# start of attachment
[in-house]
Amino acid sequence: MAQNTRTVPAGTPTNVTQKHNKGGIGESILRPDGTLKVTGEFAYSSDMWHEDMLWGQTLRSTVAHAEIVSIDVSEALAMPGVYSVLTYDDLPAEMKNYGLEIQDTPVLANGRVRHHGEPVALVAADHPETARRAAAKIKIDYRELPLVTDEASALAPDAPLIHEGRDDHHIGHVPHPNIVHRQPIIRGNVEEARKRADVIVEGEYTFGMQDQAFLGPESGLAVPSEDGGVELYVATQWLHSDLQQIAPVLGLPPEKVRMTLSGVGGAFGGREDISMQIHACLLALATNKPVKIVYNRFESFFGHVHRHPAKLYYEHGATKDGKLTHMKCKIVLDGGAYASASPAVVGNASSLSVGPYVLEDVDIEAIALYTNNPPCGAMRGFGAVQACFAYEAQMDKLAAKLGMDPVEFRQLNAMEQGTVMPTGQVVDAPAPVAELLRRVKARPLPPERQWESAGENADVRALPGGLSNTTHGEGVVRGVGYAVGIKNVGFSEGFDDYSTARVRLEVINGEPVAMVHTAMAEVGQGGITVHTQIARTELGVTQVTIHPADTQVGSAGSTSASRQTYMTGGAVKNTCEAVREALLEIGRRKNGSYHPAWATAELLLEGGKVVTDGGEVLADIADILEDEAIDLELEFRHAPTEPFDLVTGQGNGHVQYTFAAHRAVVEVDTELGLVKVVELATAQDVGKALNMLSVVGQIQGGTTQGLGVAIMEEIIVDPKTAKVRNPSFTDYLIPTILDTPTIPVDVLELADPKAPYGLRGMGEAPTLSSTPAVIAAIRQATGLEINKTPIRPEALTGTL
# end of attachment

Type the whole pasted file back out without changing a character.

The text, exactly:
[in-house]
Amino acid sequence: MAQNTRTVPAGTPTNVTQKHNKGGIGESILRPDGTLKVTGEFAYSSDMWHEDMLWGQTLRSTVAHAEIVSIDVSEALAMPGVYSVLTYDDLPAEMKNYGLEIQDTPVLANGRVRHHGEPVALVAADHPETARRAAAKIKIDYRELPLVTDEASALAPDAPLIHEGRDDHHIGHVPHPNIVHRQPIIRGNVEEARKRADVIVEGEYTFGMQDQAFLGPESGLAVPSEDGGVELYVATQWLHSDLQQIAPVLGLPPEKVRMTLSGVGGAFGGREDISMQIHACLLALATNKPVKIVYNRFESFFGHVHRHPAKLYYEHGATKDGKLTHMKCKIVLDGGAYASASPAVVGNASSLSVGPYVLEDVDIEAIALYTNNPPCGAMRGFGAVQACFAYEAQMDKLAAKLGMDPVEFRQLNAMEQGTVMPTGQVVDAPAPVAELLRRVKARPLPPERQWESAGENADVRALPGGLSNTTHGEGVVRGVGYAVGIKNVGFSEGFDDYSTARVRLEVINGEPVAMVHTAMAEVGQGGITVHTQIARTELGVTQVTIHPADTQVGSAGSTSASRQTYMTGGAVKNTCEAVREALLEIGRRKNGSYHPAWATAELLLEGGKVVTDGGEVLADIADILEDEAIDLELEFRHAPTEPFDLVTGQGNGHVQYTFAAHRAVVEVDTELGLVKVVELATAQDVGKALNMLSVVGQIQGGTTQGLGVAIMEEIIVDPKTAKVRNPSFTDYLIPTILDTPTIPVDVLELADPKAPYGLRGMGEAPTLSSTPAVIAAIRQATGLEINKTPIRPEALTGTL